Slowly but surely, Argentina is emerging from its deep economic slump and shaking off the effects of a historic sovereign debt default that earned it a reputation as an investment pariah.
As President Mauricio Macri wraps up his first full year in office this month, the Latin-American economy is projected to pull itself out of an economic tailspin. This week, the Organization for Economic Cooperation and Development estimated Argentina will grow by nearly 3 percent next year, and 3.4 percent in 2018, after contracting by an estimated 1.7 percent this year. The International Monetary Fund estimated Argentina will grow at least 3 percent through 2019.
Yet Macri's efforts to reassure investors are already paying dividends. New initiatives include lifting currency and trade restrictions, reaching an agreement with holdouts from its massive 2001 debt default and other reforms are restoring confidence. In April, the country made a triumphant return to international debt markets by floating more than 16 billion in new bonds.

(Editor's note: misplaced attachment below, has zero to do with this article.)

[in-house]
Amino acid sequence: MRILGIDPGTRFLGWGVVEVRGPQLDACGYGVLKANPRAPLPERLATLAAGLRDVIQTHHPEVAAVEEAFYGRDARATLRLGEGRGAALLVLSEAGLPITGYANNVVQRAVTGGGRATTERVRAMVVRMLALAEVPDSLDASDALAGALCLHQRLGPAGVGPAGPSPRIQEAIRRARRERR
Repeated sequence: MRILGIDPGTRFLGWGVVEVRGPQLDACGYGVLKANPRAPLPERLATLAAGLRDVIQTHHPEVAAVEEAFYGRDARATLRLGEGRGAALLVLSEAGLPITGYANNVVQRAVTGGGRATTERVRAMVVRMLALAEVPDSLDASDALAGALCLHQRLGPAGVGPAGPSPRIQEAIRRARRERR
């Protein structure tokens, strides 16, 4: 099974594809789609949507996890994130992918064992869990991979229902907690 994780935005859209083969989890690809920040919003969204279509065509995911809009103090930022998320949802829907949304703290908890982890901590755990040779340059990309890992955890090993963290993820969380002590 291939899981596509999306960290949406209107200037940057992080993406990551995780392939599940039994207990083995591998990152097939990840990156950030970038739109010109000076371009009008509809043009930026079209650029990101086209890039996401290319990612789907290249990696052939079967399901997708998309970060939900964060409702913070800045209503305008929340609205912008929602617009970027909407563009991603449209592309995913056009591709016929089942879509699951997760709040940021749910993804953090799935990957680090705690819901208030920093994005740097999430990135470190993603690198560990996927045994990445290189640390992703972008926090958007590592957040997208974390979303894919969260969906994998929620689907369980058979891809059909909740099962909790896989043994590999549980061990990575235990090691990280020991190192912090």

So is Argentina, once labeled a pariah state, now a respectable bet again?
"Yes," declared Cullen Thompson, co-founder and chief investment officer at Bienville Capital Management. The boutique New York City–based firm was one of the first outside investment firms to provide capital to Argentina.
"The economy is set to improve and inflation should begin to decline. The policy and business climate is improving as Macri is re-establishing the rules of the game," he told CNBC recently. "Also, equities should benefit as profitability improves."
By moving to more orthodox policies, Macri is signaling a significant shift from his predecessor, Cristina Fernandez de Kirchner, Thompson said. "Argentina will be much [friendlier] to investors than it was under the Kirchners."